The parliament seat winners are G Palanivel, Dr Subra, Saravanan and Kamalanathan. G Palanivel, the president, suffered a scare as the majority against DAP’s Manoharan in Cameron Highlands “safe seat” was only. Dr Subra predictably won over Chua Jui Meng, Saravanan against Vasanthakumar (ex-Hindraf). The major setback is defeat of Murugesan at Kota Raja seat against incumbent Dr Siti Mariah and SK Devamany against incumbent Dr Michael Jeyakumar in Sg Siput. Many felt Devamany was sacrificed by Palanivel to ensure Palanivel is able to stand in a safe seat. Not sure how much of this issue is going to affect the coming MIC elections.

MIC lost Subang and Kapar against other Indian candidates.

The state seats this time around are from Johor, Malacca.


PR is holding a series of protests, but I doubt it would have any bearing on election results. More than 100 petitions have been filed, so perhaps some seats may see re-election. Some MPs are also having court cases, so more possibilities of by-elections. Rakyat is already looking forward for GE2014.

SPR will be in limelight as the proposed delineation of constituency boundary is to be done this year. Would there be more gerrymandering to try maintain advantage to ruling government?

For BN and PR, its back to drawing boards. Bring on GE14!

Poverty and Gini reduced, average household income increased but…

March 28th, 2013
|  Subscribe in a reader | Subscribe to by Email

Good news indeed, right? I’m sure no one will be unhappy to hear that poverty is reduced. That will contribute a lot towards reducing crime and social problems (barring foreigners-linked ones).

Average household income increases..definitely good news for businessmen as family should have more purchasing power. Can go for movies at cinema, buy more books, enjoy eating out with family once in a while, go on short domestic holiday (hey, maybe even overseas with Everyone Can Fly!), take up some insurance policy, send kids to tuition, renovate house…whoa the list can go on and on. Our household income increased by nearly RM1000 in 3 years (2009-2012), from RM4025 to RM5000 per month. That’s a annual growth of 7.2% it says. The urban household (with more than 2/3 of Malaysians living in urban area) grew 6.6% per annum from RM4,705 a month in 2009 to RM5,742 in 2012, while rural household income grew 6.4% a year from a monthly average of RM2,545 in 2009 to RM3,080 in 2012. (Questions whether its enough to buy a house is not relevant). So, how many of your got a average 7% increase in income per year? Should be a lot of us, right?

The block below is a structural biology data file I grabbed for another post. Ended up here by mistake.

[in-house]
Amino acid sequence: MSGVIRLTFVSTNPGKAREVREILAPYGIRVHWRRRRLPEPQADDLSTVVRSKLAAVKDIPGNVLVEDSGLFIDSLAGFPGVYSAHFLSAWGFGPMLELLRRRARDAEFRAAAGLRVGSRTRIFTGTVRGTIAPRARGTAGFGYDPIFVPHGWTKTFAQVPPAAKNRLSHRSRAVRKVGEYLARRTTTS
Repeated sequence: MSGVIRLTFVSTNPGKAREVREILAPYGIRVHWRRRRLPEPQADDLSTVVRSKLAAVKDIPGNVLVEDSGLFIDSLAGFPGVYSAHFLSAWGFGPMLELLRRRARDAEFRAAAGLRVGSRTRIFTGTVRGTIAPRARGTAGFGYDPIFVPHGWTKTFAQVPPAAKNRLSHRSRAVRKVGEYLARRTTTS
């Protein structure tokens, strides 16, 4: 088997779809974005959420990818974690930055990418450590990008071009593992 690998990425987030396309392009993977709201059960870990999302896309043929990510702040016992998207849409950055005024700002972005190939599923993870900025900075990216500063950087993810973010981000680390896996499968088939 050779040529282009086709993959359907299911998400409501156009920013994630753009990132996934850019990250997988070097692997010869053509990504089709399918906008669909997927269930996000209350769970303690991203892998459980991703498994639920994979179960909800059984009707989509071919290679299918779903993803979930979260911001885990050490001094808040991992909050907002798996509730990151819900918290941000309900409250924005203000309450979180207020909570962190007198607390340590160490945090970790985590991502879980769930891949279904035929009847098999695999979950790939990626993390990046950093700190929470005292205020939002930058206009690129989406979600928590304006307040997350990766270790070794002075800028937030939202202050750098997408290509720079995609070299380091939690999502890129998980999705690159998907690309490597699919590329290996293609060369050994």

And what about the Gini coefficient? Basically, the lower the value of Gini, the better it is because it portrays the inequality of wealth distribution (higher value means rich becoming richer, poor becoming poorer). We registered a drop of 0.01, from 0.441 to 0.431. So the gap between Ananda Khrishnan and myself has been reduced, well probably a miniscule amount, but still REDUCED! 🙂

So, what is the definition of being poor? Want to check out an old article of mine about Budget 2013? Not so old actually.

Ok, let’s read the article from Star below and feel an unexplainable pleasure. Then proceed to article  that appears after that.

Malaysia more than halved its poverty statistics over the past three years, with the number of poor people now standing at less than 110,000 nationwide, said Minister in the Prime Minister’s Department Tan Sri Nor Mohamed Yakcop.

He said the country’s overall poverty rate dropped to 1.7% in 2012, compared to 3.8% in 2009.

“With this achievement, the target under the 10th Malaysia Plan to reduce overall po­verty to 2% in 2015 has been achieved three years earlier.

“This is a result of rapid economic development and the effectiveness of poverty eradication programmes carried out by the Go­­vernment,” he said at a press conference to announce the findings of the 2012 National Household Income Study here.

He said the fall in incidences of poverty happened in both urban and rural areas, with urban poverty falling to just 1% last year compared to 1.7% in 2009, while rural areas registered a significant drop from 8.4% in 2009 to just 3.4% in 2012.

Sabah registered the biggest reduction in poverty from 19.7% of the population in 2009 to 8.1% three years later.

The minister said all states registered a reduction in poverty rates, with marked improvements in Penang, Selangor, Malacca and the federal territories – all of which ave­raged 0% hardcore poor in their areas as at 2012.

“This is proof that the Federal Government’s initiatives to eradicate poverty have succeeded and been of benefit to the rakyat regardless of differences in political ideology,” he said.

Meanwhile, Malaysians enjoyed an annual increase of 7.2% to their average household income over the 2009-2012 period, or a nearly a RM1,000 hike in their average monthly income from RM4,025 in 2009 to RM5,000 in 2012.